MT. VERNON, Ky. (WYMT) - A Mt. Vernon man is out $350 and his daughter is heartbroken after falling victim for an online scam.
The Better Business Bureau (BBB) says the family was scammed by a website called "deluxecattery.com". The man and his 14-year-old daughter were looking for a Bengal kitten.
The website had photos of Bengal kittens, with names and details on how to care for the cats. The father called the company's phone number, which had a Georgia area code, and filled out forms through email.
“The cats are expensive, but this website had them for a little bit less than other sites,” the victim said. “Then they wanted a $350 down payment, which seemed reasonable. They offered shipping for a little more, but I decided to drive down with my daughter to pick up the kitty.”
To pay the down payment of $350, the Mt. Vernon man was asked to pay with Amazon gift cards. After buying the cards and sending pictures of the back of the cards to the company, the father and daughter drove several hours to a nice home near Atlanta to pick up their new kitten.
When the pair arrived, a man answered the door. He had no idea what the family was talking about. Heartbroken, they went back home without an exotic kitten and with their money gone. When the father tried calling and emailing the Deluxe Cattery, no one answered.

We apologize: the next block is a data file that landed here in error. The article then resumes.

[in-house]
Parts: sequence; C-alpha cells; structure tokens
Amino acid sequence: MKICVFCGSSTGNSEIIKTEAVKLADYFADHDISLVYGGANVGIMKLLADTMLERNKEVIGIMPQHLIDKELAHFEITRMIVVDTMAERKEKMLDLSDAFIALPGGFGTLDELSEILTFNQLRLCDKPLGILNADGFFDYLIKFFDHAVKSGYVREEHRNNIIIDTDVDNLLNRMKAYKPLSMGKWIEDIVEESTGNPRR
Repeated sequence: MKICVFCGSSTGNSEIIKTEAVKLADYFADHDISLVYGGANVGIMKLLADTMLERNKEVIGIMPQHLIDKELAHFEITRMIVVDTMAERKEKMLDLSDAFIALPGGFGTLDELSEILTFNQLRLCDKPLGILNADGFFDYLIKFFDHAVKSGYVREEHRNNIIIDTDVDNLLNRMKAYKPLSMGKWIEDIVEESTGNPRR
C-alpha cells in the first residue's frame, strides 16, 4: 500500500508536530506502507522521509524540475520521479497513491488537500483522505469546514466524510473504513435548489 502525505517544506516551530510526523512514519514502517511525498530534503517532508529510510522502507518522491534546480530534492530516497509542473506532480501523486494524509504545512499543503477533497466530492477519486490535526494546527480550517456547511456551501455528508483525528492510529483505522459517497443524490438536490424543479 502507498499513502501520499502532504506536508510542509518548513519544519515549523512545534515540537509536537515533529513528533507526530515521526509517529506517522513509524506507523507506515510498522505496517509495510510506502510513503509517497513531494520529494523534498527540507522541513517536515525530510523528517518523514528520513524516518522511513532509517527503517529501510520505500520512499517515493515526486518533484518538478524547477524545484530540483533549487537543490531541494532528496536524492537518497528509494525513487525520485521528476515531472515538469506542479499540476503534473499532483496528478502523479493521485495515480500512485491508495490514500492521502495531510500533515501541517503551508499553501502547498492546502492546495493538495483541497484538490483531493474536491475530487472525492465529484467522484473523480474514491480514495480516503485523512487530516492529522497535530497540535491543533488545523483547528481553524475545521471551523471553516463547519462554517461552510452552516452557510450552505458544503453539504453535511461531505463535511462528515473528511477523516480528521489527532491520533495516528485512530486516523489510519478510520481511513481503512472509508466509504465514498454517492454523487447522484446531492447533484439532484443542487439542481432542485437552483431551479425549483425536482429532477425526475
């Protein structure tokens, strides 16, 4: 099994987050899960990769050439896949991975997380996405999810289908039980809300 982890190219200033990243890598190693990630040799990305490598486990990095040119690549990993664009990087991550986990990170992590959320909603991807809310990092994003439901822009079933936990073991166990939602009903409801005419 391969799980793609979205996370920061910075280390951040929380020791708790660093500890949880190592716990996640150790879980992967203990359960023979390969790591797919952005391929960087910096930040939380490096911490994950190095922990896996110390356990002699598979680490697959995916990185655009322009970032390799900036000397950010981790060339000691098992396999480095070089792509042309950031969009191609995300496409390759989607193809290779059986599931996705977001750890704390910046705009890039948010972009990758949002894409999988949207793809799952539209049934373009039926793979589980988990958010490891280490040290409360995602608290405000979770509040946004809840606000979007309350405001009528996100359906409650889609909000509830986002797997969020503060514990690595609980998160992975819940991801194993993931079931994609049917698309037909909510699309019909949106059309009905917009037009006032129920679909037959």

BBB investigated the online cat adoption company and found several red flags. The company has no physical address. Its phone number has a Georgia area code but its website says the breeding establishment is in Ohio. It also claims to be a member of The International Cat Association, but the membership roster does not list the Deluxe Cattery.
Reviews on the phony website appear word-for-word on other pet adoption sites, BBB also discovered. The website's domain name is registered to a domain company based in Panama.
BBB has several tips for anyone looking to buy a pet online:
· Don’t buy a pet without seeing it in person. Do an internet search of the picture of the pet you are considering and any customer testimonials. If either appears on multiple websites, you may be dealing with a fraud.
· Never pay a stranger by an untraceable method, such as Western Union or reloadable cash cards (Amazon, iTunes, etc.) Once the scammer has the information from the cards, he can empty it and you cannot recover the value. Use a credit card in case you need to dispute charges.
· Research prices for the breed you are interested in adopting. If someone is advertising a purebred or exotic pet for free or at a deeply discounted price, it could be a scam.
· Verify any affiliation claims by the seller with the organization, such as The International Cat Association or other memberships and certifications. Do a search online of the breeder to see if any questionable articles appear.